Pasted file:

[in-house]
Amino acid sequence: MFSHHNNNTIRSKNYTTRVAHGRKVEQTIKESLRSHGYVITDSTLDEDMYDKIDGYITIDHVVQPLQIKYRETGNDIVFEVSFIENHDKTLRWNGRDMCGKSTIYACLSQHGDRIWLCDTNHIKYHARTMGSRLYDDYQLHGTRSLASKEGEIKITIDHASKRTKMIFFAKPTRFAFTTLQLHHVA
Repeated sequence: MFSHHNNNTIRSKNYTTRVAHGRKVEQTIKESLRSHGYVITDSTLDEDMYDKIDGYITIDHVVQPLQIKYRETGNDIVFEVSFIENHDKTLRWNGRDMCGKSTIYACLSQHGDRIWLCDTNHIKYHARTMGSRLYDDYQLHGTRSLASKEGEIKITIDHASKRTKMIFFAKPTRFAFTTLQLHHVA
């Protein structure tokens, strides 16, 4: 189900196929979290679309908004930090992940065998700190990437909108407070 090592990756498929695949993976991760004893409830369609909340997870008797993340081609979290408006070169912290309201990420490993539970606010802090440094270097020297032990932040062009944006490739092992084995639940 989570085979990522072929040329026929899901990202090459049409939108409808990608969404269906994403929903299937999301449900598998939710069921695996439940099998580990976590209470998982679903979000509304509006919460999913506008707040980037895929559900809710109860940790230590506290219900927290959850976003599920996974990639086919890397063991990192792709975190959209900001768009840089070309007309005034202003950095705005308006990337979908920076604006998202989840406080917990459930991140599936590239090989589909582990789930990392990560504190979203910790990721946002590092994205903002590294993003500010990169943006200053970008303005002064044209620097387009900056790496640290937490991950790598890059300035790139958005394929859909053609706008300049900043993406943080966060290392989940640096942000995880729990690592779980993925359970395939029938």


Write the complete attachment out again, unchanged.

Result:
[in-house]
Amino acid sequence: MFSHHNNNTIRSKNYTTRVAHGRKVEQTIKESLRSHGYVITDSTLDEDMYDKIDGYITIDHVVQPLQIKYRETGNDIVFEVSFIENHDKTLRWNGRDMCGKSTIYACLSQHGDRIWLCDTNHIKYHARTMGSRLYDDYQLHGTRSLASKEGEIKITIDHASKRTKMIFFAKPTRFAFTTLQLHHVA
Repeated sequence: MFSHHNNNTIRSKNYTTRVAHGRKVEQTIKESLRSHGYVITDSTLDEDMYDKIDGYITIDHVVQPLQIKYRETGNDIVFEVSFIENHDKTLRWNGRDMCGKSTIYACLSQHGDRIWLCDTNHIKYHARTMGSRLYDDYQLHGTRSLASKEGEIKITIDHASKRTKMIFFAKPTRFAFTTLQLHHVA
């Protein structure tokens, strides 16, 4: 189900196929979290679309908004930090992940065998700190990437909108407070 090592990756498929695949993976991760004893409830369609909340997870008797993340081609979290408006070169912290309201990420490993539970606010802090440094270097020297032990932040062009944006490739092992084995639940 989570085979990522072929040329026929899901990202090459049409939108409808990608969404269906994403929903299937999301449900598998939710069921695996439940099998580990976590209470998982679903979000509304509006919460999913506008707040980037895929559900809710109860940790230590506290219900927290959850976003599920996974990639086919890397063991990192792709975190959209900001768009840089070309007309005034202003950095705005308006990337979908920076604006998202989840406080917990459930991140599936590239090989589909582990789930990392990560504190979203910790990721946002590092994205903002590294993003500010990169943006200053970008303005002064044209620097387009900056790496640290937490991950790598890059300035790139958005394929859909053609706008300049900043993406943080966060290392989940640096942000995880729990690592779980993925359970395939029938």